As for non-school related stuff, I finally got a chance to go back to Nantes last weekend! I stayed with my host-mother from when I studied abroad there and met her new student, Emma.  I also got to see Nantes decorated for Christmas, which was beautiful.  They even had two Christmas markets, which were huge! They were mostly food items with some specialty kinds of gift shops, and lots of mulled wine (apparently that’s the thing to have at Christmas markets).  We also got to go to the top of the Tour de Bretagne, which is the only “skyscraper” in Nantes.  There is now a café on the 32nd floor called le nid (the nest).  Despite being too expensive and busy to sit there, it was fun to go up in the tower and see all of Nantes lit up at night.  AND we had crepes at the Creperie Saint-Croix.  It was a very successful weekend, and I’m so glad I went.


Bouffay with Christmas lights

This weekend was a lot of fun too.  We started off Friday night with the Chalon basketball game.  Chalon is surprisingly good at basketball and made it into the Euro league, so we went to see their game against Siena, Italy.  It was a lot of fun, and we won!  It also snowed big fluffy snowflakes in Chalon that reminded me of home, even if they melted later that day.  On Saturday we set off bright and early for Lyon, the third largest city in France, for the Fête des Lumières.  Essentially, the festival celebrates Mary, the mother of Jesus, and involves a number of light shows and sculptures that have become a tradition and stem from a candlelit parade which gave thanks that the plague did not come to Lyon in the middle ages.

The streets were packed and the festival was really crowded, but it was a lot of fun.  We explored the city and went on top of the big hill to see the basilica that overlooks the city.  We also did some shopping and exploring.  When it finally got dark, the streets were all lit up and there were crowds of people everywhere.  We essentially tried to stay together as the crowd carried us around the city of Lyon to the different shows.  We saw two shows that were projected onto buildings, and those looked really cool (I’m going to try to upload the videos).  There was also a fireworks display, which was a near disaster for us.  We were trying to reach the train station to catch the last train of the night to Dijon when the fireworks started.  We literally could not move going across the bridge, and got stuck for several minutes in a crowd of people.   There are apparently about 4 million people who come to the festival each year, and it seemed like they were all on the bridge with us.  Eventually we did make it across and to our train to Dijon where we stayed for the night, but it was a fight!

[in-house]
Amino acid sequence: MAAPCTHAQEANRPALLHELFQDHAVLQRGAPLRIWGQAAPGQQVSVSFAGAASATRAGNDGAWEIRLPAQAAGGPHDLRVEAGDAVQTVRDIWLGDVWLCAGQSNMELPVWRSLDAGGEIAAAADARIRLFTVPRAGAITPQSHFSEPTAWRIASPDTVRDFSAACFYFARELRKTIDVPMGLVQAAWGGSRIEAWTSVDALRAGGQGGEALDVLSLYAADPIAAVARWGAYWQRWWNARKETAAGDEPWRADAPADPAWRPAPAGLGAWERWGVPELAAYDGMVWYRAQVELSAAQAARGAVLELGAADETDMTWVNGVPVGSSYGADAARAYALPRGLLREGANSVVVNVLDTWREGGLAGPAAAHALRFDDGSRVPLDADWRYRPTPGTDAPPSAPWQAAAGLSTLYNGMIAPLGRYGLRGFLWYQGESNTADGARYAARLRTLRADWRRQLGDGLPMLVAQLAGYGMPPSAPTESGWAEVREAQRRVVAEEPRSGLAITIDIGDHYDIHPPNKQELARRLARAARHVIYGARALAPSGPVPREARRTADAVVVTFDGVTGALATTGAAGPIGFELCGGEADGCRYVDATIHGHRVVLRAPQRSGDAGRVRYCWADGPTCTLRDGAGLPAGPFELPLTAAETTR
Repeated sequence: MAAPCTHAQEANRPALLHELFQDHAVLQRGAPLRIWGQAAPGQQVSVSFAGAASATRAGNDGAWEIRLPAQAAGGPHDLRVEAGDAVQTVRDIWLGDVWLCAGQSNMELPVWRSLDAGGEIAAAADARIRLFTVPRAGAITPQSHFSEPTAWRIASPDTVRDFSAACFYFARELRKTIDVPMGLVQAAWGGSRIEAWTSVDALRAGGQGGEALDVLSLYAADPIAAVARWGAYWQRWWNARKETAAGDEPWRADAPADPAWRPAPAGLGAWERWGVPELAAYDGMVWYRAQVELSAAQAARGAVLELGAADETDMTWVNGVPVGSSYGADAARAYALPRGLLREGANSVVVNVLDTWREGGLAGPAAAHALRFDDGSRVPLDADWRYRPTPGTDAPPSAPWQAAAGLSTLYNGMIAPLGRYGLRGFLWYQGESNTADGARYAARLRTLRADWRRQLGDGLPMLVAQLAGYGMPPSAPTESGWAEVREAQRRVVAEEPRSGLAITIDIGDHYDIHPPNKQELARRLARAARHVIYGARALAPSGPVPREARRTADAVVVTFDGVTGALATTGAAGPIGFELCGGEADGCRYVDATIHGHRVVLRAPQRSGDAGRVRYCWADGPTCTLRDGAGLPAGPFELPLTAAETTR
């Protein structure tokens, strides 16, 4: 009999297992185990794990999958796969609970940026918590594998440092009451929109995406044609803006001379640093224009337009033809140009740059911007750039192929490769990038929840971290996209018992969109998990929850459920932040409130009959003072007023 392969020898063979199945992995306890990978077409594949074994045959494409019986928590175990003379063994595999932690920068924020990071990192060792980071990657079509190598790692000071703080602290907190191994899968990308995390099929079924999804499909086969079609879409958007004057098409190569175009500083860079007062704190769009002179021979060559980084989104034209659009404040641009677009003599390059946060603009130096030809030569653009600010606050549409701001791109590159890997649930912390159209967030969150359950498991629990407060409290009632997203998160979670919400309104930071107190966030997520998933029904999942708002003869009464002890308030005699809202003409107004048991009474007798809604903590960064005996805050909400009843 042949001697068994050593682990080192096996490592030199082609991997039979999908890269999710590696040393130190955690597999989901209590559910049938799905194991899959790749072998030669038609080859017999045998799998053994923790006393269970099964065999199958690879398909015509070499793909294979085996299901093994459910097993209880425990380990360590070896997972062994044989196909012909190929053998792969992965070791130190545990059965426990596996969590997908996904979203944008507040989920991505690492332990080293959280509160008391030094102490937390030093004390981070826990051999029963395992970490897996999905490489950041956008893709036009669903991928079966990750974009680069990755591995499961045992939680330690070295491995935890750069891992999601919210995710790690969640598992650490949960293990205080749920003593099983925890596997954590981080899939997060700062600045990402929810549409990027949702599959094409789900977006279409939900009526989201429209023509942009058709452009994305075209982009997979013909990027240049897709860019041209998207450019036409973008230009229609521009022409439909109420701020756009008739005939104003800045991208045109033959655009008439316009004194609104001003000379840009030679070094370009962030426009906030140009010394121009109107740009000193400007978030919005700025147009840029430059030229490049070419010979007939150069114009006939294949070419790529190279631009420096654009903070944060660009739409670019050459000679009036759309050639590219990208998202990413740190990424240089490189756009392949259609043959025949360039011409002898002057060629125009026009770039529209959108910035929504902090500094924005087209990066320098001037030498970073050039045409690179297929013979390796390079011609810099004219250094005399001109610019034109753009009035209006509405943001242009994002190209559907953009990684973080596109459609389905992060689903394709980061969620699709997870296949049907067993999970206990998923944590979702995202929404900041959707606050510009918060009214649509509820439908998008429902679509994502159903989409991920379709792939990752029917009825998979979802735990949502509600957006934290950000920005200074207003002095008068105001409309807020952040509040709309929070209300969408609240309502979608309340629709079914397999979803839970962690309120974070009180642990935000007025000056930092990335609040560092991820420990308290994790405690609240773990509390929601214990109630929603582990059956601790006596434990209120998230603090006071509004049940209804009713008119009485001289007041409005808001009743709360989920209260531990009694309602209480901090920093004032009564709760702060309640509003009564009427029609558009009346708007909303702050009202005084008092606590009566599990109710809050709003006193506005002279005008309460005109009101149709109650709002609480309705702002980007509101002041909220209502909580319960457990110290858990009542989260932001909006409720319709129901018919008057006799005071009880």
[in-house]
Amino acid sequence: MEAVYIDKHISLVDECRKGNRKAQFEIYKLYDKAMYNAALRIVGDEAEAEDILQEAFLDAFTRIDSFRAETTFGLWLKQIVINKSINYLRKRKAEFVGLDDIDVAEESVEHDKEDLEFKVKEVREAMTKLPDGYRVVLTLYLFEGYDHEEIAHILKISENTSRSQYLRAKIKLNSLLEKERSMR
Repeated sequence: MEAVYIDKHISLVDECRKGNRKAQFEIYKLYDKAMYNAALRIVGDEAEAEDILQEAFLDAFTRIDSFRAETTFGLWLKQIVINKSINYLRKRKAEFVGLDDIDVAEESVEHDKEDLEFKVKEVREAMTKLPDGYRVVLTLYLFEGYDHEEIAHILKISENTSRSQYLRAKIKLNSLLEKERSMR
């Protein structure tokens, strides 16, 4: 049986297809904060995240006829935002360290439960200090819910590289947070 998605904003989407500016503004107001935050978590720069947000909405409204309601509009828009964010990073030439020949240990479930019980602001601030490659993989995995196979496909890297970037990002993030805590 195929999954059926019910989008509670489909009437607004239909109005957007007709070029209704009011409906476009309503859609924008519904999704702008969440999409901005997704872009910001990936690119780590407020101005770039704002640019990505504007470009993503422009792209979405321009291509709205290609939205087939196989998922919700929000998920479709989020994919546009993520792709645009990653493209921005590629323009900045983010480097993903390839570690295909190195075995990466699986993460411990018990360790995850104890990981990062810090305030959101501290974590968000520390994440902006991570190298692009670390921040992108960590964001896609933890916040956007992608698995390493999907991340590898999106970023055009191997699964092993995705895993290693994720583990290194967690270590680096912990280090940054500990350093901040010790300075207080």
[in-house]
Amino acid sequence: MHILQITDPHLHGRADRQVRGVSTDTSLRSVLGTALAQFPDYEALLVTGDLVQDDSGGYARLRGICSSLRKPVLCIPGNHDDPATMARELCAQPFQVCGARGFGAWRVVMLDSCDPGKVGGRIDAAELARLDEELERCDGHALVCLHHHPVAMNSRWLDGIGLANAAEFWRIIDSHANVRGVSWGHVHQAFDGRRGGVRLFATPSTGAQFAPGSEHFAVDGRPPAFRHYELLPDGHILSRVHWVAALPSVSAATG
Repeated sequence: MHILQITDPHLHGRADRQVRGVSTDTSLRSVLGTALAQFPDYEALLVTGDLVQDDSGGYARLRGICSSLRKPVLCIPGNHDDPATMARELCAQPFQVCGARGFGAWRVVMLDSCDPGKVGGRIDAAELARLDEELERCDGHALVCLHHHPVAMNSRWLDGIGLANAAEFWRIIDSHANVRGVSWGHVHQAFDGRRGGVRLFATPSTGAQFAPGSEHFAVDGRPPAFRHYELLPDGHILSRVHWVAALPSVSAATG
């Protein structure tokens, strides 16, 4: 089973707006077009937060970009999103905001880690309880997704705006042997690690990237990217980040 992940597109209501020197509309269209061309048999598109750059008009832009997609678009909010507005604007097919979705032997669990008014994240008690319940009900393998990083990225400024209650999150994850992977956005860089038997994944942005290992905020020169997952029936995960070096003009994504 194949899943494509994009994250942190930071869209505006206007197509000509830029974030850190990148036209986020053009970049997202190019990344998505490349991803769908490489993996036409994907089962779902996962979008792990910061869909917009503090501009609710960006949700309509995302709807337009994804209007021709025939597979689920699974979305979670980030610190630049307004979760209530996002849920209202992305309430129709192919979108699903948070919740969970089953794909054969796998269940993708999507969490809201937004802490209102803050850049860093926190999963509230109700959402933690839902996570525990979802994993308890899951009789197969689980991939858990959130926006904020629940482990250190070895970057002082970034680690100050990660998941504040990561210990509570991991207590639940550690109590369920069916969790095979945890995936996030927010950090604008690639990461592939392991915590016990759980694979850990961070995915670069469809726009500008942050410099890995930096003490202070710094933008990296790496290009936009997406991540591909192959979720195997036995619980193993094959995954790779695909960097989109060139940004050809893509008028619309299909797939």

Jumping picture in France’s largest enclosed square


The light show by the hotel de ville


The light show projected onto one of the churches

In conclusion, the Fête des Lumières is really cool and definitely worth it, but for God’s sake, don’t bring a stroller!

French word of the day: rayé or à rayures.  It means striped (as in that French man with the striped shirt). I had to look this one up for my lesson!


3 thoughts on “Stereotypes and the Fête des Lumières

  1. Samuel! Very interesting post, hearing people’s stereotypes about the U.S. is fascinating. Your students seem like a creative bunch! Sounds like it’s going well over there, which I am thrilled to hear. We miss you!

  2. Dear Sam, I love these stereotypes, mostly because they make me smile and laugh, which might defeat the purpose of the stereotype, but yeah. You know what I mean. These lights are super gorgeous, and they remind me of the Osbourne Family Spectacle of Dancing Lights that we’ve got here over at Hollywood Studios, although these are significantly more French, of course. :^P Missing you like crazy, but happy to see you’re off having adventures! And thank you again for the postcard! Love, Brianna

  3. So glad to see Nantes was a success! (of course!) Even though I love teachin’ my little kiddos, it’s so cool you get to talk with your students about things like stereotypes and learn more about them in that way. Keep on keepin’ on and enjoy the holiday season!